The Depression and War years found the young man pursuing both academic and dramatic careers, along with various other activities, including a stint in the Civilian Conservation Corps (CCC). In addition to serious academic study during these years, Reynolds nurtured a passion for both acting in, and writing for, local theater.
No stranger to the exciting life of performers, the summer of 1937, for example, found him acting on a showboat cruising the Mississippi River between Memphis and his old home town of Vicksburg.
The following years, however, led to a life centered more securely in academia. A very driven young man, Reynolds had by 1944 completed Bachelor's and Master's degrees in Anthropology at the University of Chicago by, as well as a Ph.D. from University of Wisconsin. By then he had also met and married his first wife, Barbara Leonard Reynolds (1915 - 1990), with whom he had two sons, Tim (born 1936) and Ted (born 1938), and a daughter Jessica (born 1944).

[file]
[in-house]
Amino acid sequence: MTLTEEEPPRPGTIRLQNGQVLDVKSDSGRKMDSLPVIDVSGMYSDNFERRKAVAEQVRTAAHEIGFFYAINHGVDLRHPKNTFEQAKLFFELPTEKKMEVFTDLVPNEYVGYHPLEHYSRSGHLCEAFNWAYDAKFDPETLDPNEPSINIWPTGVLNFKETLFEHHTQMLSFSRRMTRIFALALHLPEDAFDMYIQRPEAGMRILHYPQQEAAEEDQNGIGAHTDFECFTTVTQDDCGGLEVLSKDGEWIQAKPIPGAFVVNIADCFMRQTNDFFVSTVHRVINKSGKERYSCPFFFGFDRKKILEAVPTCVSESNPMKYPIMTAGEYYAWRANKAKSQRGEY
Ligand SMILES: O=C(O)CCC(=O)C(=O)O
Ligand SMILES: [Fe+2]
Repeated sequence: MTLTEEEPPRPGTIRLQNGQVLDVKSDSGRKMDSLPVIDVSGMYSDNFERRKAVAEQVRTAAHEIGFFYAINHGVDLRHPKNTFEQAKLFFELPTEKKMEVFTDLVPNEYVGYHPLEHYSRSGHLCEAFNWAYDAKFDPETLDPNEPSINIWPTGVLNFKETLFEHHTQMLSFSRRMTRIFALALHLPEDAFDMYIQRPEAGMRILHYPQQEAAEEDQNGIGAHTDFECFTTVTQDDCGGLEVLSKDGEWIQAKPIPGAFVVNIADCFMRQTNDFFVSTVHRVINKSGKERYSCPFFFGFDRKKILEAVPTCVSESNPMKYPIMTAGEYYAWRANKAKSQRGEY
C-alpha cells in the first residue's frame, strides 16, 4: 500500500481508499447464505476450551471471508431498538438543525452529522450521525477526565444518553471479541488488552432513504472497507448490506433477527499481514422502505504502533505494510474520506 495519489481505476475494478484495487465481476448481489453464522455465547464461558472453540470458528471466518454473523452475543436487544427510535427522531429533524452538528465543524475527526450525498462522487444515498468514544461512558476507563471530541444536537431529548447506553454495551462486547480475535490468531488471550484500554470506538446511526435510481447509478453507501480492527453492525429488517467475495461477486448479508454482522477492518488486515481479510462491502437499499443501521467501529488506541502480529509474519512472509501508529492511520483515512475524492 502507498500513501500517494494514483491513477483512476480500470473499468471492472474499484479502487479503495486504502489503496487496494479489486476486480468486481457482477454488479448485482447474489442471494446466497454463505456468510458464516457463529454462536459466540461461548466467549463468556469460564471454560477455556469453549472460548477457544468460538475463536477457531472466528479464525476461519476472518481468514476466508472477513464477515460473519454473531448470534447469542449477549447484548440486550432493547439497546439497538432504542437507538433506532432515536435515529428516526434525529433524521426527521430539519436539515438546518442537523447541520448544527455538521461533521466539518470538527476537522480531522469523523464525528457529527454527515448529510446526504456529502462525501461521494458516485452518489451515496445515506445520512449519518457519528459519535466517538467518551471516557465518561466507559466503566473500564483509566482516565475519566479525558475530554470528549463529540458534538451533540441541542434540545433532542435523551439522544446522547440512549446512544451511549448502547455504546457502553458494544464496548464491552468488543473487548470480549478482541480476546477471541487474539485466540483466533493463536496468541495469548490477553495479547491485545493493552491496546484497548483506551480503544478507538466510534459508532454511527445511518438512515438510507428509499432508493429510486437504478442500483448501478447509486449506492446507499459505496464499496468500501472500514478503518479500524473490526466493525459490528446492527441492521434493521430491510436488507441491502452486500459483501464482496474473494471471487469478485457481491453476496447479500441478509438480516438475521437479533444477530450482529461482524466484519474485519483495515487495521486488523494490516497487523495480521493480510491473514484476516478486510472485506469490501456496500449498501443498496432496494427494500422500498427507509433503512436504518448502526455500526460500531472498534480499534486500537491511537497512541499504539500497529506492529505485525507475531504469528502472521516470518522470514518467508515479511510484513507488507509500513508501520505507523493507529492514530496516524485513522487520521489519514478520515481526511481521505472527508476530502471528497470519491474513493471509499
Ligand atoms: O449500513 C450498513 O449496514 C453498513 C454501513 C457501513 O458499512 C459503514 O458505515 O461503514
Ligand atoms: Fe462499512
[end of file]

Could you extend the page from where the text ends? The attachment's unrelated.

Between the years of 1943 and 1951, directly upon graduating from the University of Wisconsin, the young Dr. Reynolds was immersed in carrying out the duties of an associate professor of Anthropology at Antioch College in Yellow Springs, Ohio. He became chairman of the Department of Human Growth in the Fels Research Institute for the Study of Human Development, and attained the vice presidency of Ohio Academy of Science.